• Both quality and effectiveness seem to be just slightly different levels of abstraction they use to describe whether the team has done a good job on creating a piece of content that delights local prospects and partners, as well as helps the company meet its business KPI targets.
  • Knowing the translation isn’t the only way to get to locally effective content (and often, not the best way), how do we allocate our global marketing budget between local creative agency spending, parallel multilingual copywriting, transcreation, and regular marketing translations?
    • The goal is pretty clear: create and evolve a strong local brand with global roots to execute on the company’s business objectives around global marketing.
    • Can efficiency/quality metrics and the insights they generate actually guide us towards the right decisions on the process to follow for each piece of content and ultimately achieve that goal?

How does this work in your Global Marketing projects, do you find any challenges that are familiar? How do you address them? Let us know in the comments.

Content Quality in the eye of a Language Service Provider

sorts of olives are a bit like sorts of quality for multilingual content - you never know which's good for you until you try

Sorts of olives are a bit like sorts of quality

Last week, we’ve looked at how the world of multilingual content quality might look like for frustrated localization managers. Let’s now switch gears and hop across the fence to their trusted translation partners, Language Service Providers (LSPs), who are often downstream from localization managers in a typical global content supply chain.

Enter Lisa. She’s a translation quality manager working at TransMe, a regional translation & localization vendor that has been lucky enough to win Healthsoft (and Erin) as an account earlier this year, and now working on localization of Healthsoft’s new product line into 7 languages. Lisa has been with TransMe for 4 years now, having previously worked as a Quality Analyst at a customer service department of a large e-commerce multinational. With her small team of 2, she is responsible for language quality on all the TransMe’s accounts and personally oversees strategic ones, like Healthsoft.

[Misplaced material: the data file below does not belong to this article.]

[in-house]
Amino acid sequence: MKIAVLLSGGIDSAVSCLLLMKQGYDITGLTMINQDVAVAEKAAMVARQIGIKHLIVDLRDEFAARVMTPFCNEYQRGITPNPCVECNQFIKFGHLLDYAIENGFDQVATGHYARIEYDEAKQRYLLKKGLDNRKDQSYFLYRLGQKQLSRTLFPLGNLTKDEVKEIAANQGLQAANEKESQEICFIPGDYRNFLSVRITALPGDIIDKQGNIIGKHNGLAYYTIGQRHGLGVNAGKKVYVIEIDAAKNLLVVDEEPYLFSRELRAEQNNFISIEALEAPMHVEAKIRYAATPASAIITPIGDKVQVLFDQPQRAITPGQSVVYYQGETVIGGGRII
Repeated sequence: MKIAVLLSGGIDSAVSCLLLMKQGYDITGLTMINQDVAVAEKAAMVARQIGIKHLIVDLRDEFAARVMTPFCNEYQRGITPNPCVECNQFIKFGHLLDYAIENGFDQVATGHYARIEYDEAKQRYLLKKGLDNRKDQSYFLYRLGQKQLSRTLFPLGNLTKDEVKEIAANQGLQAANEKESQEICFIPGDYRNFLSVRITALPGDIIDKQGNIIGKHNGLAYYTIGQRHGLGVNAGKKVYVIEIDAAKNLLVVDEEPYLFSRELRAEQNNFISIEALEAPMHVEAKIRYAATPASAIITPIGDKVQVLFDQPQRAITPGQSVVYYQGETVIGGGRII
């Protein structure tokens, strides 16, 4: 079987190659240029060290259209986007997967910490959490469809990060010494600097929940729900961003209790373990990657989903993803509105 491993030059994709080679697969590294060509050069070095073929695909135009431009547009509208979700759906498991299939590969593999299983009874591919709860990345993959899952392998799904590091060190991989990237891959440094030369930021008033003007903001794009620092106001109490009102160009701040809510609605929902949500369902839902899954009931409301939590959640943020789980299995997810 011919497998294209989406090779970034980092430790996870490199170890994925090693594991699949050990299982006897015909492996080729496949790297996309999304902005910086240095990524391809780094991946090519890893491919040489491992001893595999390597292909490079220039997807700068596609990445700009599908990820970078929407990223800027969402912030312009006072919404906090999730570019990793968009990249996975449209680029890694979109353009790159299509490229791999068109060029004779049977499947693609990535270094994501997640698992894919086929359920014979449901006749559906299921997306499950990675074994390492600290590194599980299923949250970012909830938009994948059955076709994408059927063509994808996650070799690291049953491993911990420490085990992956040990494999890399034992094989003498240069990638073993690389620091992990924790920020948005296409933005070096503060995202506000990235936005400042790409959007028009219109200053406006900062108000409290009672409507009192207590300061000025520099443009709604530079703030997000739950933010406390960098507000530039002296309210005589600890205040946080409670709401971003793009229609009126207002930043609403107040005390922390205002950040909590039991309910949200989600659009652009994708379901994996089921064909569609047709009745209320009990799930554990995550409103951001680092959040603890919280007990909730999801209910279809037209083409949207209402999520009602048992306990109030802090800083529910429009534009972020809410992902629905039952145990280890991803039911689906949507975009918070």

Last week, Lisa had a call with Erin and her localization vendor manager, and knows that Healthsoft’s regional marketing team in France is recently quite a bit unhappy with TransMe’s French translations they are reviewing. So she’s not particularly surprised when her fellow Project Manager calls on her for help with a quality escalation that just came in this morning from Healthsoft.

Of course, client reviewer’s feedback is all in French, and – how inconvenient! – Lisa doesn’t speak any French herself. Pretty much the only French word she knows, from god knows where, is “merde“, and boy it’s all over the comments in the reviewed file that she’s just opened! And they are in bright red, too… Deep inside, Lisa starts bracing for an unpleasant shock. Despite many years in this role, she’s still sensitive about her team’s hard work getting smashed to pieces.

But a job’s a job. So Lisa contacts her favorite French linguist, Jean-Luc, with a request to categorize all the edits – and back-translate all comments, even the M-word – coming from Healthsoft’ in-house marketing reviewer. While waiting for his response, Lisa shudders, remembering their previous attempt to get Healthsoft’s French marketing folks actually write the feedback in English and assign types and severities to each change as they go (her ears still hurt from the shouting she’s heard on that call). Jean-Luc’s estimate is 3 hours of work that need to be paid out of the project budget, so Lisa gets an OK from the PM first. Now she has to wait (and let account management handle the angry client).

Next morning, Lisa’s got all the data she needs in her mailbox, neatly categorized according to her in-house model for Marketing content quality built with MQM. And what does she see? Almost 90% of angry comments actually relate to a single reason – the French version of the email campaign that was being reviewed is mentioning a Healthsoft product which is NOT going to be available in France at all, and this alone has got the French reviewer pissed. But now it’s Lisa’s turn to be seriously angry. All this fuss, and it’s not even related to language whatsoever? What does it have to do with our translation and TransMe at all? Couldn’t they have told us about it in advance?!

Little does Mission Lisa now that a few months before, a huge battle took cheap nfl jerseys place between Healthsoft’s Country Manager for France and the Healthsoft’s  corporate HQ in the US in order to decide whether to launch this product in France or not. HQ won, the product was cut, and the entire French sales & marketing team is now extra sensitive to anything related with this incident. So when enraged Lisa contacts Erin to explain things and clear TransMe’s name, Erin just shrugs her off.

“Marketing knows better”, Erin says. “That’s what content quality means to them. It’s a critical issue whether you like it or not. Me and you are professionals, we need gli to deal with this.”

Now it’s back to Lisa again. After venting off and reflecting for a squeezed while, the following questions come to her mind: